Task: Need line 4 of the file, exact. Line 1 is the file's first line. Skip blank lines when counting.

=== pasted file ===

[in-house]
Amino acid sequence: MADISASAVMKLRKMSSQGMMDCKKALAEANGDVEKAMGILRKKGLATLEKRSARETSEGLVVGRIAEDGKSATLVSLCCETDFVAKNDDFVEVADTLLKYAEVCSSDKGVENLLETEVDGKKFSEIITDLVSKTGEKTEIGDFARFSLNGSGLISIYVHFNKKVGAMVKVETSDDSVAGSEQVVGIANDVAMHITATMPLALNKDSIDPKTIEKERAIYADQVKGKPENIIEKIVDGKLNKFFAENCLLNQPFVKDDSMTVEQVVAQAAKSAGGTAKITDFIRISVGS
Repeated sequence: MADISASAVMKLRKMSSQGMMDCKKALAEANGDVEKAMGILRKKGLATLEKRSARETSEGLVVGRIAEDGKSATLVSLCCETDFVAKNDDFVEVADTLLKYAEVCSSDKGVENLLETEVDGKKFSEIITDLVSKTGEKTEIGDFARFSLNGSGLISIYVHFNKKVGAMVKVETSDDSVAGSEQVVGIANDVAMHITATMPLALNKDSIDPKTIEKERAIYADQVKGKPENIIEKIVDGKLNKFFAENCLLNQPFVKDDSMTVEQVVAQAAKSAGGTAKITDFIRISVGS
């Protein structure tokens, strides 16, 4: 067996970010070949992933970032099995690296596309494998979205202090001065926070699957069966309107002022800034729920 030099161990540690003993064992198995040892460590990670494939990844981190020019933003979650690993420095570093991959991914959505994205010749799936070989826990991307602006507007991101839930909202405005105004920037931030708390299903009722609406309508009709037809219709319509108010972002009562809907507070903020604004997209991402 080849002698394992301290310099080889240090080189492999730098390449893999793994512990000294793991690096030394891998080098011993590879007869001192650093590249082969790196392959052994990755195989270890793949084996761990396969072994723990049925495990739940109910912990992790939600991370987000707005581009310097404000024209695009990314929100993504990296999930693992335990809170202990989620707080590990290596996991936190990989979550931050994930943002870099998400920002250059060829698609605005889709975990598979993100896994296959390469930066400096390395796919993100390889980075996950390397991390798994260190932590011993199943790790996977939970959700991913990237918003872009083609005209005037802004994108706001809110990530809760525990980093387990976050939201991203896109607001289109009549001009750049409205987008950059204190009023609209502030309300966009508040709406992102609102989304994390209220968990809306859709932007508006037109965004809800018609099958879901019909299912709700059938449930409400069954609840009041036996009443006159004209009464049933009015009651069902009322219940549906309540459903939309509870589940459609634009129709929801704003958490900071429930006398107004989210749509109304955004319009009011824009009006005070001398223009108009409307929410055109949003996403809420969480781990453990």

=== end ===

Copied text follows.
């Protein structure tokens, strides 16, 4: 067996970010070949992933970032099995690296596309494998979205202090001065926070699957069966309107002022800034729920 030099161990540690003993064992198995040892460590990670494939990844981190020019933003979650690993420095570093991959991914959505994205010749799936070989826990991307602006507007991101839930909202405005105004920037931030708390299903009722609406309508009709037809219709319509108010972002009562809907507070903020604004997209991402 080849002698394992301290310099080889240090080189492999730098390449893999793994512990000294793991690096030394891998080098011993590879007869001192650093590249082969790196392959052994990755195989270890793949084996761990396969072994723990049925495990739940109910912990992790939600991370987000707005581009310097404000024209695009990314929100993504990296999930693992335990809170202990989620707080590990290596996991936190990989979550931050994930943002870099998400920002250059060829698609605005889709975990598979993100896994296959390469930066400096390395796919993100390889980075996950390397991390798994260190932590011993199943790790996977939970959700991913990237918003872009083609005209005037802004994108706001809110990530809760525990980093387990976050939201991203896109607001289109009549001009750049409205987008950059204190009023609209502030309300966009508040709406992102609102989304994390209220968990809306859709932007508006037109965004809800018609099958879901019909299912709700059938449930409400069954609840009041036996009443006159004209009464049933009015009651069902009322219940549906309540459903939309509870589940459609634009129709929801704003958490900071429930006398107004989210749509109304955004319009009011824009009006005070001398223009108009409307929410055109949003996403809420969480781990453990």